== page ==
OCSP is more realtime in that instead of constantly downloading and consulting blacklists, your browser asks the certificate authority directly if the site's certificate is valid or not. This happens as you’re accessing the website. OCSP is generally superior to CRL but both methods are not perfect and it’s a recurring theme lately that SSL/TLS is "broken" because forged certificates can be still bypass verification with a little bit of effort. This blog is a good place to read more about OCSP and CRL differences.

A TLS certificate which fails a validation check doesn’t automatically mean !YOU SHALL NOT PASS! You see a warning and can still proceed to the website if you choose. This is the soft fail method which is standard on the major browsers, although Firefox has a setting to enable a hard fail which basically blocks the site.

Comodo believes that the remaining browsers should include a selectable hard fail setting for invalid TLS certificates but for various reasons, they’re finding little cooperation from browser vendors. This is where CertSentry comes in. CertSentry sets Comodo as Windows' default TLS certificate revocation provider so Comodo then handles TLS revocation for the major programs in Windows. From the super secret Comodo forum page:

Once installed, CertSentry is invoked whenever you run any application that uses the standard Microsoft CryptoAPI functions to perform revocation checks. Such applications include Dragon, Chrome (for now, at least!), Internet Explorer, Outlook, etc.

CertSentry is set by default to a soft setting so that you are not barred from every page which fails the validation check. If you wish to set CertSentry to hard fail, you must make a Windows registry edit. For the exact entries, see the mirrored CertSentry info or register on Comodo's forums.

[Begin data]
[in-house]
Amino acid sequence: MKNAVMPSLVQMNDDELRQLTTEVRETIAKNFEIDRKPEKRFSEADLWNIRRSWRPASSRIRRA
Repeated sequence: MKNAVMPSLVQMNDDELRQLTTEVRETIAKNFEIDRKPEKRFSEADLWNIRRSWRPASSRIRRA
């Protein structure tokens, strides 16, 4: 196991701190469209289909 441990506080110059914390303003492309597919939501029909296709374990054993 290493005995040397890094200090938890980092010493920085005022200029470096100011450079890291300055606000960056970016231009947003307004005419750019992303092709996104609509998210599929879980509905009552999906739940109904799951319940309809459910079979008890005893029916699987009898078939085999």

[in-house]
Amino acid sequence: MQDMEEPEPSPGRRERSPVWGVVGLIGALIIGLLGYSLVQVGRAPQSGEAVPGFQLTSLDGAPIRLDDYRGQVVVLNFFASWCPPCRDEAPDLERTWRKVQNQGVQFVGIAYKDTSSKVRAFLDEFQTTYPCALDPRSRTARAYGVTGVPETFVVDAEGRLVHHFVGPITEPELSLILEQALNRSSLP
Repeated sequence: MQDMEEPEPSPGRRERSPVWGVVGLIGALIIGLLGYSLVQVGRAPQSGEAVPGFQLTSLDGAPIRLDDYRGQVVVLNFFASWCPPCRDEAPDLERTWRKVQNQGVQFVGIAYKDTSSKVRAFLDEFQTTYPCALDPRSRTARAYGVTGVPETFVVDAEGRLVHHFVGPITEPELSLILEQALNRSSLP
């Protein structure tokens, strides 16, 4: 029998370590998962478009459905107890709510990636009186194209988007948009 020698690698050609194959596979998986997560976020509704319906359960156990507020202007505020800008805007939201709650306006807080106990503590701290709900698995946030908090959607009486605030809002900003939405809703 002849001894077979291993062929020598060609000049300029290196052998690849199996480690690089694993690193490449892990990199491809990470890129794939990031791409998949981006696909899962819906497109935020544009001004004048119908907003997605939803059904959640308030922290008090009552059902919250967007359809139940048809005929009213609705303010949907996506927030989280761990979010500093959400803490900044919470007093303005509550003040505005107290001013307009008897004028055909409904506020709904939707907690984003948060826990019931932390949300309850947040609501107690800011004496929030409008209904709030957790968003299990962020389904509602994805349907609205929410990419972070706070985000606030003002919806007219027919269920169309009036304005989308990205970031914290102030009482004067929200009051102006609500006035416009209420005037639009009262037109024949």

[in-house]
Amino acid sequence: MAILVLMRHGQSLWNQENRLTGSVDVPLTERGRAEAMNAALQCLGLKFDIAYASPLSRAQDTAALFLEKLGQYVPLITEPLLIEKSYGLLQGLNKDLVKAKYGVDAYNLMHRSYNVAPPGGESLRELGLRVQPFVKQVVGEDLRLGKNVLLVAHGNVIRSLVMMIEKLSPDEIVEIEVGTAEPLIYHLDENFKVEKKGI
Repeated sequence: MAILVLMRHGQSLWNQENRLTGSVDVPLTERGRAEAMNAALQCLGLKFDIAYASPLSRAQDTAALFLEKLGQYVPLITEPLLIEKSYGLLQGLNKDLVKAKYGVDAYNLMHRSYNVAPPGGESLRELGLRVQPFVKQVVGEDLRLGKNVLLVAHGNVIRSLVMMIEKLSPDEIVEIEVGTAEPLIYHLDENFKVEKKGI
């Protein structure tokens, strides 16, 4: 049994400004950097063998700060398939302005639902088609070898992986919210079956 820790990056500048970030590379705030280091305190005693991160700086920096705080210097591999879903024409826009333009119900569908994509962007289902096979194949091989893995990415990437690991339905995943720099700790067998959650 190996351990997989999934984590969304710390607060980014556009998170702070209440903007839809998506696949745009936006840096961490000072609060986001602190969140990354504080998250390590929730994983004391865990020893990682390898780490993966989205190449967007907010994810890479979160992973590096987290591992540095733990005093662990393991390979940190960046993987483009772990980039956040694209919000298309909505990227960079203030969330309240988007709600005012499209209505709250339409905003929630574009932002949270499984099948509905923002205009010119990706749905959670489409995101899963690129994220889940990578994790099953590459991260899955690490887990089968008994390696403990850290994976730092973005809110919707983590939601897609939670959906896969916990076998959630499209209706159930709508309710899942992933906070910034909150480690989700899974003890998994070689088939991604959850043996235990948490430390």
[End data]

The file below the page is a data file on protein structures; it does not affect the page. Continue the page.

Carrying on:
Two Observations

Setting plugins as click-to-play is a good idea regardless of your browser, but it works slightly differently in Dragon than other Chromium-based browsers. Normally, you would click the gray plugin window to activate that plugin but in Dragon, you must right-click on a blank white area where the plugin window would be and tell it to allow that plugin. The interface presented to the user is different and I’m not sure if this is a glitch, but it has been listed in the bug reporting area of Dragon’s subforum for over a year.

Here is Dragon’s user agent: Mozilla/5.0 (Windows NT 6.1; WOW64) AppleWebKit/536.11 (KHTML, like Gecko) Chrome/20.0.1132.47 Safari/536.11 Comodo_Dragon/

If you want to blend in better with other web traffic, you should remove the Comodo_Dragon/* part at the end. This leaves you with a regular Google Chrome user agent string. Another reason to do this is if you have trouble with websites not working properly and on Comodo’s forum there was a case where a banking site wouldn't allow the person to log in. Removing the Dragon-specific part of the user agent solved the problem.

The Final Word

I confess that I am surprised to see Dragon is now more than a mildly rebranded Chromium. Hard-wiring Dragon’s settings tab for some command line switches was a clever idea. Makes me wonder why SRWare never thought up anything like this for Iron, but 'tis their infinite folly.